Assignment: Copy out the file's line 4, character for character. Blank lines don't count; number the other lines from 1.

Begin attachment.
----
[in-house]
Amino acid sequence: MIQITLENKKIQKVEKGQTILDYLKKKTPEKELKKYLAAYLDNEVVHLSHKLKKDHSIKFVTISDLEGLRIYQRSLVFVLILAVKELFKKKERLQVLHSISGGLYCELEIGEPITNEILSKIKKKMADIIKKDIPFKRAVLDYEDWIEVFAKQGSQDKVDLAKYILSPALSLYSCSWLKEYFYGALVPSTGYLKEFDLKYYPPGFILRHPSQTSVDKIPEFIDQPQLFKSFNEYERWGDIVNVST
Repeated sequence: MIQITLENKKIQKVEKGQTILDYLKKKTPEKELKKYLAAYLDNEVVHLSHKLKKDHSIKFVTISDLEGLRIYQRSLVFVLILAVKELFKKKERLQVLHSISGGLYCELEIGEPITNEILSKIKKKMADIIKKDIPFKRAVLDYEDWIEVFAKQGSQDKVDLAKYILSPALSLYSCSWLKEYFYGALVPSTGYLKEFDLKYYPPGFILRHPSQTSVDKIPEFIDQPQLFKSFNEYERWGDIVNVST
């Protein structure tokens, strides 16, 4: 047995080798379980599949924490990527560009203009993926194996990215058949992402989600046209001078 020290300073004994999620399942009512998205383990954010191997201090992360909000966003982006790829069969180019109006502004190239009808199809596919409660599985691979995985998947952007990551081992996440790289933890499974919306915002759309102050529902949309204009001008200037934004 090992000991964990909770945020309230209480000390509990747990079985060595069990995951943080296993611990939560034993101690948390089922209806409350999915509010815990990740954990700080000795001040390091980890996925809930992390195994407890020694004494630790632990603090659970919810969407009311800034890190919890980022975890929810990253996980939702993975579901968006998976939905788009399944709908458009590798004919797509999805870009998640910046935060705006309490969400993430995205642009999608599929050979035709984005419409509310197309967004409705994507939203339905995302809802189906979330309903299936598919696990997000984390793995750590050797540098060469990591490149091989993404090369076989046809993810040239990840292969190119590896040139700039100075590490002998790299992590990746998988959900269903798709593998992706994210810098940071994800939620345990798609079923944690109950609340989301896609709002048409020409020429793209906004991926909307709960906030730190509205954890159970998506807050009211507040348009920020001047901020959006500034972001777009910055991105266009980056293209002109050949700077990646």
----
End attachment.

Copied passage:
């Protein structure tokens, strides 16, 4: 047995080798379980599949924490990527560009203009993926194996990215058949992402989600046209001078 020290300073004994999620399942009512998205383990954010191997201090992360909000966003982006790829069969180019109006502004190239009808199809596919409660599985691979995985998947952007990551081992996440790289933890499974919306915002759309102050529902949309204009001008200037934004 090992000991964990909770945020309230209480000390509990747990079985060595069990995951943080296993611990939560034993101690948390089922209806409350999915509010815990990740954990700080000795001040390091980890996925809930992390195994407890020694004494630790632990603090659970919810969407009311800034890190919890980022975890929810990253996980939702993975579901968006998976939905788009399944709908458009590798004919797509999805870009998640910046935060705006309490969400993430995205642009999608599929050979035709984005419409509310197309967004409705994507939203339905995302809802189906979330309903299936598919696990997000984390793995750590050797540098060469990591490149091989993404090369076989046809993810040239990840292969190119590896040139700039100075590490002998790299992590990746998988959900269903798709593998992706994210810098940071994800939620345990798609079923944690109950609340989301896609709002048409020409020429793209906004991926909307709960906030730190509205954890159970998506807050009211507040348009920020001047901020959006500034972001777009910055991105266009980056293209002109050949700077990646």